is not an extension of one’s limits or boundaries;
it is a partial and temporary collapse of them…
“Genuine love, on the other hand, implies
commitment and the exercise of wisdom. …
Love is constant, it is we who are fickle.
Love does guarantee, people betray.
Love can always be trusted, people cannot.
People marry for a variety of other reasons, and with varying results; but to marry for love is to invite inevitable tragedy.
James Branch Cabell
That great philosopher, Brigitte Bardot, said
“To marry while blindly in love is dangerous;
to marry without it may be fatal.
Alan Watts: Love is an act of surrender to another person;
it is total abandonment.
Levines “—the boundarylessness of your own great nature [is]expressed in its rapture and absolute vastness
by the word “love”
Welwood:The dream of love
distracts us from the real path of love,
which continually leads into vast unforeseen possibilities.
The reason [a relationship] often is hard
is that we are set in our ways,
and it takes great energy and dedication to break free of them..
Love helps us to do so, by inspiring us to open our heart.
Germaine Greer: the hallmark of egotistical love,
even when it masquerades as altruistic love,
is the negative answer to the question,
‘Do I want my love to be happy
more than I want him to be with me?’
Carolyn Hax has one of the more recent answers.
Responding in her advice column,
published last month in the Post-Dispatch,
to a letter asking the question, “what is love” , she replied
“It is sharing yourself with someone who enjoys, accepts, honors, supports and experiences life with you as a whole,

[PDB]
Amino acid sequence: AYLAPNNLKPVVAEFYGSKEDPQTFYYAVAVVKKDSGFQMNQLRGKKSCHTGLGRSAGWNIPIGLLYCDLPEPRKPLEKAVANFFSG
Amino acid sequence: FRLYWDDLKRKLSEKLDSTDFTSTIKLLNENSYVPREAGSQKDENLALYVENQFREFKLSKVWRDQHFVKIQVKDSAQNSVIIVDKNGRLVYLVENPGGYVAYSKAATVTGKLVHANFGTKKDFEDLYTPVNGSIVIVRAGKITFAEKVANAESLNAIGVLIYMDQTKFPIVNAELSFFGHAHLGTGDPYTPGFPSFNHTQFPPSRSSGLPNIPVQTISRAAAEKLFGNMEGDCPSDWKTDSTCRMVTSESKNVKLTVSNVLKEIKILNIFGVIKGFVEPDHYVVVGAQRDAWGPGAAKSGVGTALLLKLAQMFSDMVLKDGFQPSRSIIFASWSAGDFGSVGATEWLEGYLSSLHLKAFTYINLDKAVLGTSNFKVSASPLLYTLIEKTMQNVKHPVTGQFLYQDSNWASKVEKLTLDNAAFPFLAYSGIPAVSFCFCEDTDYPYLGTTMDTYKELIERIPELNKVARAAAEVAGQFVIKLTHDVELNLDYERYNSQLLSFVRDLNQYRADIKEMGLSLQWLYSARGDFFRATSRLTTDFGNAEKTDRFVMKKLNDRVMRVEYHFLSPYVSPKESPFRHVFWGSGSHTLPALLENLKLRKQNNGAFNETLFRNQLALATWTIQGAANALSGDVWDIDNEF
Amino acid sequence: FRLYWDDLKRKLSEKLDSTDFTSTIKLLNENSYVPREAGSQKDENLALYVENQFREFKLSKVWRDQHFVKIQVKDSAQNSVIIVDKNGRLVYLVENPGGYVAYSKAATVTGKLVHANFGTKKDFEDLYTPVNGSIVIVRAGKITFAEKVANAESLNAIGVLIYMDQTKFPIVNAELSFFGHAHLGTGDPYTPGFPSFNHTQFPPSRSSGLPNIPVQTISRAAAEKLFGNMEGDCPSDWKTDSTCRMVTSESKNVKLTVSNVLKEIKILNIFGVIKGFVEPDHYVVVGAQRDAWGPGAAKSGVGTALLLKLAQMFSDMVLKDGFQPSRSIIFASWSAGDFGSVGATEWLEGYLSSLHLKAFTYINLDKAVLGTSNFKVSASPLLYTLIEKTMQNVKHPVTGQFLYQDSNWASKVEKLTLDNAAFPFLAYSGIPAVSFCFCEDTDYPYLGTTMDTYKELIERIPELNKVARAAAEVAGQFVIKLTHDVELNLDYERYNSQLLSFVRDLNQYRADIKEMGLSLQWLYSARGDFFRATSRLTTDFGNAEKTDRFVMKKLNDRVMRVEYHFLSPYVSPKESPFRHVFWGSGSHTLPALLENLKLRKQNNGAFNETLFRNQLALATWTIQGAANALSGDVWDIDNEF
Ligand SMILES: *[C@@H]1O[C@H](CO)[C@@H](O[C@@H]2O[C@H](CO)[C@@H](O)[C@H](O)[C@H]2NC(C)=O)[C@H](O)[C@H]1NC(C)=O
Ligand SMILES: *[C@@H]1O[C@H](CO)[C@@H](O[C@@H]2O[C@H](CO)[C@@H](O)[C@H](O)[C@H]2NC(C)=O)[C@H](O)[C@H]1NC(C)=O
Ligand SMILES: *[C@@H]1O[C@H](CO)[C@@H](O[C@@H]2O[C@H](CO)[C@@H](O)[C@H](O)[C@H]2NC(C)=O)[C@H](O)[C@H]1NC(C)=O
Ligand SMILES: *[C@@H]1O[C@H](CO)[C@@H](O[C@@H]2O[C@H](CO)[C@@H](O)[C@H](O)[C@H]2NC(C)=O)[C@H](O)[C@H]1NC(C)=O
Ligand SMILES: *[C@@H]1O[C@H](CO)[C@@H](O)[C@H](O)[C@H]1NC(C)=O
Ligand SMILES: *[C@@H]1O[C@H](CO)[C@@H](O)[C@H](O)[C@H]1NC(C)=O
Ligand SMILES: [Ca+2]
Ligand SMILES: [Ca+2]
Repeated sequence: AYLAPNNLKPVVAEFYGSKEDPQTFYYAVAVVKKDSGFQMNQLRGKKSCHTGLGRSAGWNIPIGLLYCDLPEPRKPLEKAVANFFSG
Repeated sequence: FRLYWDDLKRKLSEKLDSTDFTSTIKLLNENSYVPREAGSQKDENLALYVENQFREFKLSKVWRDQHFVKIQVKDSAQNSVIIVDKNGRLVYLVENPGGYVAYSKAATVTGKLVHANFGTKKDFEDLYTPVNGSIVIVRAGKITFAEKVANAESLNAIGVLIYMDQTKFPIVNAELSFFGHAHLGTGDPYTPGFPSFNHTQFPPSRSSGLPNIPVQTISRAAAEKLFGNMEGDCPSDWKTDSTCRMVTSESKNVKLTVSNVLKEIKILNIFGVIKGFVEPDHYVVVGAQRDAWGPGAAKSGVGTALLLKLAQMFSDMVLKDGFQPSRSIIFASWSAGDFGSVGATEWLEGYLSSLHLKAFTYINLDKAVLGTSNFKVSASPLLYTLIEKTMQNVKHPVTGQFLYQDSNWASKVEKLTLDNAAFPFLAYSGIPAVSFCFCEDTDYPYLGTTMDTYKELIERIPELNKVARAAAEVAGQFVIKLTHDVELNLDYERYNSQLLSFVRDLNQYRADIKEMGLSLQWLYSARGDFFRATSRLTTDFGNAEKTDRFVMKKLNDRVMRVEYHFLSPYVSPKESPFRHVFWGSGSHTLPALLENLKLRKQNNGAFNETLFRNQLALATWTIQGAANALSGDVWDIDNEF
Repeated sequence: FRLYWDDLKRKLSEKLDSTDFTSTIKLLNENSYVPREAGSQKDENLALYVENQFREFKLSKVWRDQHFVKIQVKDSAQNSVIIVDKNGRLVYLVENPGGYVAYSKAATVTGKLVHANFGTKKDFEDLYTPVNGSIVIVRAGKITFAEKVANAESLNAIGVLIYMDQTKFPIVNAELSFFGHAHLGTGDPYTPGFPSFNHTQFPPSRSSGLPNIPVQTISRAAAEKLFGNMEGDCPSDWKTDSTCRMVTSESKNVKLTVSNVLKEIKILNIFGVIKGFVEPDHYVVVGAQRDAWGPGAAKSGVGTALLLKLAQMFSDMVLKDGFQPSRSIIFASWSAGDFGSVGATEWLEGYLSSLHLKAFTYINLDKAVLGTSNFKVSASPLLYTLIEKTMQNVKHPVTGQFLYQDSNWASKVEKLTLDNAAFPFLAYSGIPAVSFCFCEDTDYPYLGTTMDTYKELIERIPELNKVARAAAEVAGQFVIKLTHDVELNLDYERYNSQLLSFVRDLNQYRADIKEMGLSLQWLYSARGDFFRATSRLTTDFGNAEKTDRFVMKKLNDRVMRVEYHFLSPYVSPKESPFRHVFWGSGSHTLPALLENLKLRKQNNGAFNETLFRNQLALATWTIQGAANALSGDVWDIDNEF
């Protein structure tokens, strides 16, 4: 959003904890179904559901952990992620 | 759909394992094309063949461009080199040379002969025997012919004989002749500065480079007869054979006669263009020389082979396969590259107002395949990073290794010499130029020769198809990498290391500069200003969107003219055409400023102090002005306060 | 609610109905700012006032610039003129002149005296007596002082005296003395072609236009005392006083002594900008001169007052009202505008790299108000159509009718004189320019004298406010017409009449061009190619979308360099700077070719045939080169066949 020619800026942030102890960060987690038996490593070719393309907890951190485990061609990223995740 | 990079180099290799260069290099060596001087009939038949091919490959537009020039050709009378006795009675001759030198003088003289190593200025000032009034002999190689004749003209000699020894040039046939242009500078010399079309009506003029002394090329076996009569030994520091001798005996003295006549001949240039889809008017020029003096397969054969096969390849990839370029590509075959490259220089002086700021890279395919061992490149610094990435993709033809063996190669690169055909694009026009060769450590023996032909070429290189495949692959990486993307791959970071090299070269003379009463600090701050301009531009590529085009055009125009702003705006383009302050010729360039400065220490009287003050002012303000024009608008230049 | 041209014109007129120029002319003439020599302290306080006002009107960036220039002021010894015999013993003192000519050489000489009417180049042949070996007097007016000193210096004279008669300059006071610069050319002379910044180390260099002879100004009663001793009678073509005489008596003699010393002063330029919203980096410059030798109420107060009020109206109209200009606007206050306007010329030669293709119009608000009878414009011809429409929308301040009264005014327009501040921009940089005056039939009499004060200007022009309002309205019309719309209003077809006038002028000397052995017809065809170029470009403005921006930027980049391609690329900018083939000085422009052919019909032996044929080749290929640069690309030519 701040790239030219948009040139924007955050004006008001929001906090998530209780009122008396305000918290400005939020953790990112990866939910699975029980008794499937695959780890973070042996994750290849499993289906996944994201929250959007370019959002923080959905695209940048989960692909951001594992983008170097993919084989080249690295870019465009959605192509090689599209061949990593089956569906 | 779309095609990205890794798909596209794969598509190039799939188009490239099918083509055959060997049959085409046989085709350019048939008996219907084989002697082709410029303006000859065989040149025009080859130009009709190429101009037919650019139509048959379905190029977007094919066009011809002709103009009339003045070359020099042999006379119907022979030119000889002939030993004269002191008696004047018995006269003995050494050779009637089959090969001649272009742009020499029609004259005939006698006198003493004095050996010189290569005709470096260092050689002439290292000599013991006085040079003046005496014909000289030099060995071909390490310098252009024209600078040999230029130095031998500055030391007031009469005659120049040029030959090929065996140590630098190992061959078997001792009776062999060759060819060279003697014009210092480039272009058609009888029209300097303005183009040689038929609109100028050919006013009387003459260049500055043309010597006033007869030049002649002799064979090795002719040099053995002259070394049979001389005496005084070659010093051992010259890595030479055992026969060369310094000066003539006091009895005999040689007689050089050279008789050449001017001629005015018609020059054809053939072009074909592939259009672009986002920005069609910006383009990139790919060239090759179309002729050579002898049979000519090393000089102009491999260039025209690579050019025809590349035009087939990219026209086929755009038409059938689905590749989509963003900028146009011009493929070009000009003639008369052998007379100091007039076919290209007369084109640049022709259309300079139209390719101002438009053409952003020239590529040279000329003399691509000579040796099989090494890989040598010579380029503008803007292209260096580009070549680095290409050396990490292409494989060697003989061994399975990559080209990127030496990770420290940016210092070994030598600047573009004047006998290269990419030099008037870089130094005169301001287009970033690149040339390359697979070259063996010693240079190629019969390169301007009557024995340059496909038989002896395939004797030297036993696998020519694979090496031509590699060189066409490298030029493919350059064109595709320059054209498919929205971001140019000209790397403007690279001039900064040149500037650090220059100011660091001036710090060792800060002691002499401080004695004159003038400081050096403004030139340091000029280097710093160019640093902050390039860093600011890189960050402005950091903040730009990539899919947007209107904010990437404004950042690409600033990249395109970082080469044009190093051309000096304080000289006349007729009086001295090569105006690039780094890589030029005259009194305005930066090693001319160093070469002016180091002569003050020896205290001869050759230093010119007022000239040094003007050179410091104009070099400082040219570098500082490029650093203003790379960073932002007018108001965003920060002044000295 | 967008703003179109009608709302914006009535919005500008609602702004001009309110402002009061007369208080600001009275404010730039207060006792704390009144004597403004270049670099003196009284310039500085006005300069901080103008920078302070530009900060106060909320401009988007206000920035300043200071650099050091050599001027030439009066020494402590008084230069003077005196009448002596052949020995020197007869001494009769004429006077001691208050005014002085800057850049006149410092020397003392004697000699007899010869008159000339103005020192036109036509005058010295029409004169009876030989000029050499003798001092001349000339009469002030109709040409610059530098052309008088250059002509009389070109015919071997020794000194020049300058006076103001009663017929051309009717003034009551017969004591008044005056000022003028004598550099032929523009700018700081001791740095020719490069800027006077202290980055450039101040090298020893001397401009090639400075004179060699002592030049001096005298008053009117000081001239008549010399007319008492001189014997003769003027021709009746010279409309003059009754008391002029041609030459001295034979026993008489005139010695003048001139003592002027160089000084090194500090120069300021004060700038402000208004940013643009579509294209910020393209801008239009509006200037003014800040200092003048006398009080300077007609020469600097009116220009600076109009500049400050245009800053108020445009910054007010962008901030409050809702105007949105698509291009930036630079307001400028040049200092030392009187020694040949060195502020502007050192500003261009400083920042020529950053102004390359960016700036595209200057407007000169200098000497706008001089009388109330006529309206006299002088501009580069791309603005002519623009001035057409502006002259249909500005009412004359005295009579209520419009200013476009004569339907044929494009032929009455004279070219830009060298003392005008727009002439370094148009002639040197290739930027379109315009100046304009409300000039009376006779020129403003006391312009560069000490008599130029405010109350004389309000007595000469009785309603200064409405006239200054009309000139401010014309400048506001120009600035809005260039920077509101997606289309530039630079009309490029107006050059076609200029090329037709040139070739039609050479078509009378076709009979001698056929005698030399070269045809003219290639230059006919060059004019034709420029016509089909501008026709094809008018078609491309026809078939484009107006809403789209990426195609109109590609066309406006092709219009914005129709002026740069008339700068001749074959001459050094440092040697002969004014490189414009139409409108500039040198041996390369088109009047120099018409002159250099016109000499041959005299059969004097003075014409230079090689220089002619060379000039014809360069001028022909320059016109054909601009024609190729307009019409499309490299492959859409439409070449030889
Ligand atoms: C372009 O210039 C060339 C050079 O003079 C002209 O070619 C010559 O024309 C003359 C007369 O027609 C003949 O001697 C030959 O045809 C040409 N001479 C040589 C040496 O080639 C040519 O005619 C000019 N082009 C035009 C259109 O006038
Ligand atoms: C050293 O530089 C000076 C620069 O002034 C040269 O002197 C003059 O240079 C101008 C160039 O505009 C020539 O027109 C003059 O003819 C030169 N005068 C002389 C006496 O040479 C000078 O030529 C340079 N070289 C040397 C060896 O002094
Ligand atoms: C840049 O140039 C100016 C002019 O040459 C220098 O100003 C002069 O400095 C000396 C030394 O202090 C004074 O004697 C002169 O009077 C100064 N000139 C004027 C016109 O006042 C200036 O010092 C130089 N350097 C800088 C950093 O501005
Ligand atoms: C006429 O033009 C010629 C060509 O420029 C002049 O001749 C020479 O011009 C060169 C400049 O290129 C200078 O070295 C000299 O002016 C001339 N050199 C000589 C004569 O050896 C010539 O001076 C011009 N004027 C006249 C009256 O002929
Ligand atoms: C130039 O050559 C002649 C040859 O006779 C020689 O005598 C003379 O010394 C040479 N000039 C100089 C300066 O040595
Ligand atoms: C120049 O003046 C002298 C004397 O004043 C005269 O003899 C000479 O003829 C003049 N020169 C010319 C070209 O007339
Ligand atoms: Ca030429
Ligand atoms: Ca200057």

not as a list of selected character items and physical traits.
It is when you return that favor, freely and with pleasure
and without keeping score. It’s also unique, dynamic, private.
It’s not limited to romance. It’s right in front of your face
in more forms than you can count, which is why if you’re looking
for something specific, I highly doubt you’ll see it.”
For one human being to love another human being:
that is perhaps the most difficult task that has been entrusted to us, the ultimate task, the final test and proof,
the work for which all other work is mere preparation.
Loving does not at first mean
merging, surrendering and uniting with another person
—it is a high inducement for the individual to ripen,
to become something in himself,
to become world, to become world in himself for the sake of another; it is a great, demanding claim on him,
something that chooses him and calls him to vast distances.
Emily Dickinson: That Love is all there is,
Is all we know of Love
Vincent van Gogh:
There is the same difference in a person
before and after he is in love,
as there is in an unlighted lamp and one that is burning.
The lamp was there and was a good lamp,
but now it is shedding light, too
(and this is its real function)